University of Tennessee Chattanooga ‘Race Discussion Guide’ Singles Out White People


A “Race Discussion Guide” issued by the University of Tennessee Chattanooga (UTC) emphasizes its focus on the role and reality of White people. The Office of Equity and Inclusion created the guide with the purpose of helping UTC students, faculty, and staff navigate conversations on race.

In the 7 pages of information offered, the guide exclusively referenced White people no less than 17 times. Many of those references were linked to assumptions about White people or relationships with White people. Nowhere in the guide does it mention any other group of people by their skin color, such as Black individuals.

Assumptions specifically about White people included:

“Sometimes educators feel reluctant to raise the topic of race, especially if they are teaching in a predominantly White community.”

“Students, and White students in particular, sometimes don’t participate in discussions about race because they feel inadequate, worry they’ll be mocked, are embarrassed by their lack of knowledge, or are concerned that strong feelings will arise.”

“There are many White people who believe the best way to eliminate racism is to not talk about it and not notice racial differences at all (i.e. be ‘colorblind’).”

“It is often the case that White people who have always been in the majority do not think about their own racial identity the way that people of color often do.”

“Recognize that learning about race and racism is a process because many White students may not have had the opportunity to reflect on and discuss it.”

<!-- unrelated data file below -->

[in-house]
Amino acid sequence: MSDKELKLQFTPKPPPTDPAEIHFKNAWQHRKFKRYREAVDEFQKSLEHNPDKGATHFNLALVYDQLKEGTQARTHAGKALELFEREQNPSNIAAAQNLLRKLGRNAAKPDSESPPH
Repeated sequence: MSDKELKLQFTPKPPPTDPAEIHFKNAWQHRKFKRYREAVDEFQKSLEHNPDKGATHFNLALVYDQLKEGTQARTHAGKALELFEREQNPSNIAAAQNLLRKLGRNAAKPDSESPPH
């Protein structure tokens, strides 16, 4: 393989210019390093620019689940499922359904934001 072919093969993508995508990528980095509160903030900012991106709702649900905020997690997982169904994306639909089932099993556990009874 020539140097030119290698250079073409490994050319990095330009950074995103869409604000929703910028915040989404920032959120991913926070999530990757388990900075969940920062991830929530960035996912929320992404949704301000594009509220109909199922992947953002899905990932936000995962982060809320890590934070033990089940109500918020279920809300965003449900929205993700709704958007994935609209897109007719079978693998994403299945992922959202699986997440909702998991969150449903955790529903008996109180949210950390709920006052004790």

“Sometimes White students think that race does not apply to them and includes only people of color.”

The guide didn’t specify which resources were used to establish those conclusions.

The OEI Director for UTC, Rosite Delgado, wrote the introductory letter on the guide. Delgado didn’t respond to requests from The Tennessee Star for the resources and data relied upon to make the guide. It is unclear how this guide is used on campus.

The UTC guide also included a section specifically on addressing “White privilege in non-defensive ways.” It noted that, although White individuals might feel anxiety or become defensive about the topic, the discussion shouldn’t induce guilt. It suggested that experiences of ageism – discrimination based on age – might allow students to better understand White privilege.

“The goal should be to help students understand and analyze issues of power and privilege as they relate to racism,” read the guide.

In another section addressing how students could act as “allies,” the only group offered guidance were White people. The guide stated that White people should identify, condemn, and challenge racism.

The final three pages were devoted to discussions of race and racism in the UTC workplace. The guide asserted that conversational roadblocks included: not noticing skin color, not talking about differences, and not wanting to say potentially inappropriate things for fear of retaliation.

Information on the document suggested that UTC published the guide last August.

As The Star reported previously, OEI was also responsible for its Moving Our Campus (MOC) Forward series on dismantling racism, which initiated this semester with a speaker addressing White allies and accountability.

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Corinne Murdock is a reporter at The Tennessee Star and the Star News Network. Follow her latest on Twitter, or email tips to [email protected].